White House May Release Reports That Would Test U.S. Alliance With Saudi Arabia
ARI SHAPIRO, HOST:
President Biden spoke with Saudi Arabia's King Salman today for the first time since taking office. The call comes as the Biden administration prepares to release an intelligence report about the killing of journalist Jamal Khashoggi. It could show what the U.S. knows about whether the king's powerful son, the crown prince, was involved. Khashoggi was killed at the Saudi consulate in Istanbul in 2018. The relationship between the U.S. and Saudi Arabia is complicated and Jackie Northam is here to talk about how this report might complicate it even more. Hi, Jackie
JACKIE NORTHAM, BYLINE: Hi, Ari.
SHAPIRO: First of all, when are we expecting this report? We thought it might come out today. And when it does, any idea what it might reveal?
NORTHAM: We're still waiting for the report to come out. We thought it was going to be today, like you said, but it seems to have been delayed. At this point, we don't know for certain what it's going to say. There's a lot of speculation out there for sure. But the U.S. intelligence community assessed not long ago after Khashoggi was killed that Crown Prince Mohammed bin Salman, who's really the power in the kingdom, did play a role. And it's unclear whether he just knew about the killing or whether he ordered it.
Although a couple months after Khashoggi was killed, CIA Chief Gina Haspel briefed some members of Congress about the crown prince's role. And afterwards, then-Senator Bob Corker said there was zero question the crown prince ordered the killing and that if the royal was in front of a jury, he'd be convicted in 30 minutes. And Lindsey Graham also agreed the crown prince was complicit. Now, the senators probably got a lot more information in that briefing than we'll see when this report is made public.
SHAPIRO: OK, so lots of reason to believe that the report is going to point a finger at Mohammed bin Salman. If it's clear that he approved or ordered Khashoggi's killing, what kind of impact is that going to have on the relationship between the U.S. and Saudi Arabia?
NORTHAM: Well, it's probably going to go through a pretty rocky period for some time. Having said that, it's likely the Saudis, as they've said all along, will deny that the crown prince had anything to do with Khashoggi's death. And they'll say those responsible have been tried and are now in prison. But, you know, Ari, Khashoggi's death and really how he was killed - you know, he was dismembered with a bone saw by Saudi operatives - this created a lot of outrage here in the U.S. and around the world. And State Department spokesman Ned Price said today that the Biden administration will take action after the intelligence report is released. Have a listen here.
(SOUNDBITE OF ARCHIVED RECORDING)
NED PRICE: I expect that we will be in a position before long to speak to steps to promote accountability going forward for this horrific crime.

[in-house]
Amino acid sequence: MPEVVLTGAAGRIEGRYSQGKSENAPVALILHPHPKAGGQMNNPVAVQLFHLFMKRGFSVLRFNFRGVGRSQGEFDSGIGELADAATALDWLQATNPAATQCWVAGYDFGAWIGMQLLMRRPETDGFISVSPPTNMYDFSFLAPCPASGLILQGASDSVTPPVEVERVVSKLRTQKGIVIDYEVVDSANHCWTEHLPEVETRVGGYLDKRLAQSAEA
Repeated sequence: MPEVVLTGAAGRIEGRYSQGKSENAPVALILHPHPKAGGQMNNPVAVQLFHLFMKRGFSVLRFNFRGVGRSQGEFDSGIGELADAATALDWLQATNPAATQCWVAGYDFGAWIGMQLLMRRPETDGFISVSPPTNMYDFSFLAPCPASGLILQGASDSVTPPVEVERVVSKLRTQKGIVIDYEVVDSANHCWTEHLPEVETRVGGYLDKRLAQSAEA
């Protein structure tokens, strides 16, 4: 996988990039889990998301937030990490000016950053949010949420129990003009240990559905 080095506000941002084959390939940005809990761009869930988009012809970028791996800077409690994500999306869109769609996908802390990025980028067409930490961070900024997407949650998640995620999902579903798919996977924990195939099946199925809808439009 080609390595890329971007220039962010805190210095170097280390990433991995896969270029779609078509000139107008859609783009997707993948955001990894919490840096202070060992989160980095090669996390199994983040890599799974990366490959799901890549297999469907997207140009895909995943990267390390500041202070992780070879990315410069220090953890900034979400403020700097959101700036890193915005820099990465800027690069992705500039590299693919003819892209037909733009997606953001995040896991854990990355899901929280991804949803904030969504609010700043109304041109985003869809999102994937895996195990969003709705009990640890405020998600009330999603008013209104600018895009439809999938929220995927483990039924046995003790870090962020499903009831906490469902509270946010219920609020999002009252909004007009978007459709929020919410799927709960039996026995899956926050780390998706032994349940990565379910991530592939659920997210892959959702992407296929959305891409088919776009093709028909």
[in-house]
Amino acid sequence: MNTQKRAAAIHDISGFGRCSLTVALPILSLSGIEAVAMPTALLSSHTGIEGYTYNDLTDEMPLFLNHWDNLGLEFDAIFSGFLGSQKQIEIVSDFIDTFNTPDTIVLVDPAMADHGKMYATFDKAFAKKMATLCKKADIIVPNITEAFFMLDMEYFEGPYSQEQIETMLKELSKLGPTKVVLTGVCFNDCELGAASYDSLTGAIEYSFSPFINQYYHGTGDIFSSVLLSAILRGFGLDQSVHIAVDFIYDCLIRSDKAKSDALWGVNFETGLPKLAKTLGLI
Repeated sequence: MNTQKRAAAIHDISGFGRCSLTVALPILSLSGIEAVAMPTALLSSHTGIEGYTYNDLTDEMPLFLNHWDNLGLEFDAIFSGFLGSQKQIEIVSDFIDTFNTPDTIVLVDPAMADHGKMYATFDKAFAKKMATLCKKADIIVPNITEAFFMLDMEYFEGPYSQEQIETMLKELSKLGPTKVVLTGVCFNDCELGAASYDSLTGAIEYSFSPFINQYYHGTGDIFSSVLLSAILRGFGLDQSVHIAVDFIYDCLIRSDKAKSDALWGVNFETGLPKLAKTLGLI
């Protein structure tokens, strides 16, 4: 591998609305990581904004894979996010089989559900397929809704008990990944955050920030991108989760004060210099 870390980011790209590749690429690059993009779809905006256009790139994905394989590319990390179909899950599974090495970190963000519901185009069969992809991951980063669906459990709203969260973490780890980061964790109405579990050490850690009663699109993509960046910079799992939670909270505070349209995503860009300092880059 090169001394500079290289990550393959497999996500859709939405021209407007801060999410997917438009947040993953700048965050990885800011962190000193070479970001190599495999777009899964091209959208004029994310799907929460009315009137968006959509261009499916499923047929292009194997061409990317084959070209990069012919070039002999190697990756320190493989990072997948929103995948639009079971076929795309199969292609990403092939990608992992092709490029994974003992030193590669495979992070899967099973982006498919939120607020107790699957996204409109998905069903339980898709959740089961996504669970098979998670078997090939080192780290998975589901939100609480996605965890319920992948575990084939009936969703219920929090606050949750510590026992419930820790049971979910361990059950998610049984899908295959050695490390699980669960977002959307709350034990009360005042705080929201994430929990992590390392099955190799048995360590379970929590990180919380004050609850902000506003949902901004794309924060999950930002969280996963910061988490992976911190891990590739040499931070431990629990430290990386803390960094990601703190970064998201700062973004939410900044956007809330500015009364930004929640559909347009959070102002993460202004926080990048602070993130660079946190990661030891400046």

SHAPIRO: Jackie, if you could take a step back for a moment, the U.S. has had this long relationship with Saudi Arabia through huge challenges from 9/11 to Jamal Khashoggi. Why has this alliance endured?
NORTHAM: Well, there's a number of reasons. Certainly they - the kingdom has been a relatively stable friend in an unstable region, which is really valuable to the U.S. It's been helpful on Iran and Syria, and at times, American troops have been based in the kingdom. There's oil. The U.S. is now self-sufficient, but certainly Saudi can still control prices. President Trump had a very, very close relationship with the crown prince and was actually widely seen as giving him a pass for Khashoggi's death. You're right, there was the 9/11 terror attacks and, you know, 19 of the hijackers were Saudi. There was also the oil embargo in '73. So there have been a lot of challenges.
SHAPIRO: And now that Trump, who, as you say, was so close to the royal family, has left, what approach has the Biden administration taken?
NORTHAM: Well, the Biden administration has said it's going to be tough, but it does seem at the same time to be intent on maintaining the relationship, even as it deals with these issues now. Administration officials have said they've let the Saudis know before it was announced that it was canceling some arms sales recently, so they're trying to be reasonable about what they're telling them. And as you mentioned, Biden has now called King Salman. The White House says they discussed ties between the two countries, regional security, human rights. But the statement did not mention anything about the report on Kashoggi's killing that so many people are waiting for.
SHAPIRO: NPR's Jackie Northam covering this story for us. Thank you, Jackie.
NORTHAM: Thanks so much, Ari.
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